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SharePrint Media File

Type: Video

Series Title West Virginia: A Film History

Filmmaker Mark Samels

Company West Virginia Humanities Council

Format DVD


The nation needed coal. Locomotives, factories, ships, generators, home furnaces, all burned coal.

Before 1900, most coal came from northern fields stretching from Pennsylvania to Illinois. The opening of the massive coalfields of West Virginia changed everything.

“The state is a huge layer cake. The slices are mountains, the layers are rocks and the filling is coal, flat, thick, regular and rich.” James M. Cane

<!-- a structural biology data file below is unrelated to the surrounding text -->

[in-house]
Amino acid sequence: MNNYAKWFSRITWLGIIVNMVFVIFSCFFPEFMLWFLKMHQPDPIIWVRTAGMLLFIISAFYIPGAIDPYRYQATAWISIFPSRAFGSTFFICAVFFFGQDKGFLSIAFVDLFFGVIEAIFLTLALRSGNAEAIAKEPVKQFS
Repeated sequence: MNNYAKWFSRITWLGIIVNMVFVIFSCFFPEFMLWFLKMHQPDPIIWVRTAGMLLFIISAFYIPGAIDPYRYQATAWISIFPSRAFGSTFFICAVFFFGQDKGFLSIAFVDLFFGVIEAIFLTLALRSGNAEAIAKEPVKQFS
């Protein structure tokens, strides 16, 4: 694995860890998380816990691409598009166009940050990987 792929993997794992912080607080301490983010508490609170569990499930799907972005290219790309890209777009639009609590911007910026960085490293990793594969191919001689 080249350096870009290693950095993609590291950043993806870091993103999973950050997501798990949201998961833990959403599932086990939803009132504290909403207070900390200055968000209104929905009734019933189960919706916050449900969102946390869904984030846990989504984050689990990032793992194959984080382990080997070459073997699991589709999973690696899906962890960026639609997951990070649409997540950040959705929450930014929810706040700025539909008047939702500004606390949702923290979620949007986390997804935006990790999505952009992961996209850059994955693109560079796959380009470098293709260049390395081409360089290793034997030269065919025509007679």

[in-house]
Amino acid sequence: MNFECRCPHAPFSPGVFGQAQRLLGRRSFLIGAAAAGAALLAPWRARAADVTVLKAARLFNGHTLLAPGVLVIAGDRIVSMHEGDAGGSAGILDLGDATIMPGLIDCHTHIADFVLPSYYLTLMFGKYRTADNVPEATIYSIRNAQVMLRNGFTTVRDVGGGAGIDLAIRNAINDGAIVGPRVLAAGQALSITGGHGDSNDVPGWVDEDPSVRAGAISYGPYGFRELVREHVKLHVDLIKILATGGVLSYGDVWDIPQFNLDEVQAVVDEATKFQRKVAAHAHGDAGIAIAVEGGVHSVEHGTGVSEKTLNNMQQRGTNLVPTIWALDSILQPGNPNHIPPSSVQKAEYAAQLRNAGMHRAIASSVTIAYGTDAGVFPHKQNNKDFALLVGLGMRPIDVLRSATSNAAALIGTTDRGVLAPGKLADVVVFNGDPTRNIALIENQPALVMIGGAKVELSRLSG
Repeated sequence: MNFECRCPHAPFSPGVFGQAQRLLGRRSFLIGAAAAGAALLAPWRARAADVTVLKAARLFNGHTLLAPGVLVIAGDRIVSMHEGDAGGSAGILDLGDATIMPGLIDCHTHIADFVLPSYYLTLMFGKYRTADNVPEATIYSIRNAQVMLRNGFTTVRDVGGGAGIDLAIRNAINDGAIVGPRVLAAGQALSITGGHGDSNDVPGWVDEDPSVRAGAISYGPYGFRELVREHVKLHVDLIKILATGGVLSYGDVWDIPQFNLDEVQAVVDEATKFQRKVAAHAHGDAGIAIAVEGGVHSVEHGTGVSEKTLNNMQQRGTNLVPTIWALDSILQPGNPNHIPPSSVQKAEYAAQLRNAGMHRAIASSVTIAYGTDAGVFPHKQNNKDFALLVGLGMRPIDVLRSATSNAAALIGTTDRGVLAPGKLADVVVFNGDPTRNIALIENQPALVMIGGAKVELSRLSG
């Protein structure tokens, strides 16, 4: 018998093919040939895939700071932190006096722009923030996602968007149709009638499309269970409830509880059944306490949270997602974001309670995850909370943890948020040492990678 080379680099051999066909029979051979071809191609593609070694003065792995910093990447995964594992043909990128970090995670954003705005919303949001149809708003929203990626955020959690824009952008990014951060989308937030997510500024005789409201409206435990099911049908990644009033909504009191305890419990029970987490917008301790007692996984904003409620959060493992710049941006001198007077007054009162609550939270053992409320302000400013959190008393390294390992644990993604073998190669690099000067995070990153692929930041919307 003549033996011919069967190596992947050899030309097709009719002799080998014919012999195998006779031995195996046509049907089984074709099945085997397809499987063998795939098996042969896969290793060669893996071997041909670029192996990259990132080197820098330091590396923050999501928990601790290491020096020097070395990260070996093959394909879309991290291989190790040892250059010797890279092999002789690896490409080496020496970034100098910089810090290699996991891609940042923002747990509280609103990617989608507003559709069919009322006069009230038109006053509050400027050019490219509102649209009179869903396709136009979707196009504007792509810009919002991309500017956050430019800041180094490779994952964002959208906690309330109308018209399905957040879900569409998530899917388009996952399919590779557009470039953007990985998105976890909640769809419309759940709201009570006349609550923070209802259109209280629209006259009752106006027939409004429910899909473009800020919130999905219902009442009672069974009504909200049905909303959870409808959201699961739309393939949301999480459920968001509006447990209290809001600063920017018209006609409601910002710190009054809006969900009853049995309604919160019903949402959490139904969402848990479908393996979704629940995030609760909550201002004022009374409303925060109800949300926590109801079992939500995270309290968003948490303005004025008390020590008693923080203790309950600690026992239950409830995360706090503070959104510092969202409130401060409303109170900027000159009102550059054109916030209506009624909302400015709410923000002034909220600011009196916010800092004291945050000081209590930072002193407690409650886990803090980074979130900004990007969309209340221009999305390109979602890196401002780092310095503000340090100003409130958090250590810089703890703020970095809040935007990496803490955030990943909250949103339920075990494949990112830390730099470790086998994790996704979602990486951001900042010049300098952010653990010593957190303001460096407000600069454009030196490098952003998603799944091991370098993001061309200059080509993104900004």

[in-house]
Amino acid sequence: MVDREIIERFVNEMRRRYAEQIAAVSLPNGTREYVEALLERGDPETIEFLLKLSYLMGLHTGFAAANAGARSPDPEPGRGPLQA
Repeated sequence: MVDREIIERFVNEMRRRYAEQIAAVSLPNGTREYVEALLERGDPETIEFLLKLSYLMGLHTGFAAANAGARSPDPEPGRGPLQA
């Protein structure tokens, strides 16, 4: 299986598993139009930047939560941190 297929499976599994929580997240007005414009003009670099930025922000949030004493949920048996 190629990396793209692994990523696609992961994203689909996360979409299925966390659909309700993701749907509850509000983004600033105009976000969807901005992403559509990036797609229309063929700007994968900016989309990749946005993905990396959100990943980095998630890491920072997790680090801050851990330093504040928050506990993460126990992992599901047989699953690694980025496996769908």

The first entrepreneurs into the coalfields were former miners. John Cooper began mining in Wales at the age of six, immigrated to Pennsylvania then headed south to West Virginia. Cooper borrowed twenty thousand dollars and opened his own mine in Mercer County.

Stuart McGehee: When John Cooper moved on the Bluestone River, there were no roads, there were no schools, there was nothing. He owned a lease to a thousand acres to some of the richest coal bearing land in America. He had to bring in labor, he had to negotiate sales contracts, he had to deal with the railroad. He had to physically construct a sawmill to build a house to live in. He literally, with his hands, had to build coal mining operation.

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